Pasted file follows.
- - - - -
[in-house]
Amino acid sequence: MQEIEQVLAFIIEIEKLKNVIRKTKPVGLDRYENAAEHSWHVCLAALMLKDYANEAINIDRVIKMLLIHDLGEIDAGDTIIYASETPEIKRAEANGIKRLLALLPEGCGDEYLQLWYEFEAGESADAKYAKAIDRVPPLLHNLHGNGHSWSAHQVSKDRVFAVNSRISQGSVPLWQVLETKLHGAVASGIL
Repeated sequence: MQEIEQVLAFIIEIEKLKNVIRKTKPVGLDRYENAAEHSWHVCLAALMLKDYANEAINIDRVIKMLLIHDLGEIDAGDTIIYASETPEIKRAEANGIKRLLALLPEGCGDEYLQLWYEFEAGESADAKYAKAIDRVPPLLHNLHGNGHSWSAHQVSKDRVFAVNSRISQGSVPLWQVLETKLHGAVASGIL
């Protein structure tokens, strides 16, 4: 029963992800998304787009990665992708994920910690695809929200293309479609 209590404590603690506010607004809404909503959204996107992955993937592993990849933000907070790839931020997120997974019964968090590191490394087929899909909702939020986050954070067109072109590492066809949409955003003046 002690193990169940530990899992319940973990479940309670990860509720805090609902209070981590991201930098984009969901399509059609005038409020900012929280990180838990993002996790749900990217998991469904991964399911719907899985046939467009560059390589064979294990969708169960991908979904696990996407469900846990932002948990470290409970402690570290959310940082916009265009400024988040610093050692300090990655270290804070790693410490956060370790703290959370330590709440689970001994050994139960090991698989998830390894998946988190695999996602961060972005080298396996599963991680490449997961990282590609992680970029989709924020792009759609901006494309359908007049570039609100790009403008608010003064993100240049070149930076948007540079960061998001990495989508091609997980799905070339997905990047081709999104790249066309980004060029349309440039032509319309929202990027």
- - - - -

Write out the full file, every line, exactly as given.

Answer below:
[in-house]
Amino acid sequence: MQEIEQVLAFIIEIEKLKNVIRKTKPVGLDRYENAAEHSWHVCLAALMLKDYANEAINIDRVIKMLLIHDLGEIDAGDTIIYASETPEIKRAEANGIKRLLALLPEGCGDEYLQLWYEFEAGESADAKYAKAIDRVPPLLHNLHGNGHSWSAHQVSKDRVFAVNSRISQGSVPLWQVLETKLHGAVASGIL
Repeated sequence: MQEIEQVLAFIIEIEKLKNVIRKTKPVGLDRYENAAEHSWHVCLAALMLKDYANEAINIDRVIKMLLIHDLGEIDAGDTIIYASETPEIKRAEANGIKRLLALLPEGCGDEYLQLWYEFEAGESADAKYAKAIDRVPPLLHNLHGNGHSWSAHQVSKDRVFAVNSRISQGSVPLWQVLETKLHGAVASGIL
């Protein structure tokens, strides 16, 4: 029963992800998304787009990665992708994920910690695809929200293309479609 209590404590603690506010607004809404909503959204996107992955993937592993990849933000907070790839931020997120997974019964968090590191490394087929899909909702939020986050954070067109072109590492066809949409955003003046 002690193990169940530990899992319940973990479940309670990860509720805090609902209070981590991201930098984009969901399509059609005038409020900012929280990180838990993002996790749900990217998991469904991964399911719907899985046939467009560059390589064979294990969708169960991908979904696990996407469900846990932002948990470290409970402690570290959310940082916009265009400024988040610093050692300090990655270290804070790693410490956060370790703290959370330590709440689970001994050994139960090991698989998830390894998946988190695999996602961060972005080298396996599963991680490449997961990282590609992680970029989709924020792009759609901006494309359908007049570039609100790009403008608010003064993100240049070149930076948007540079960061998001990495989508091609997980799905070339997905990047081709999104790249066309980004060029349309440039032509319309929202990027």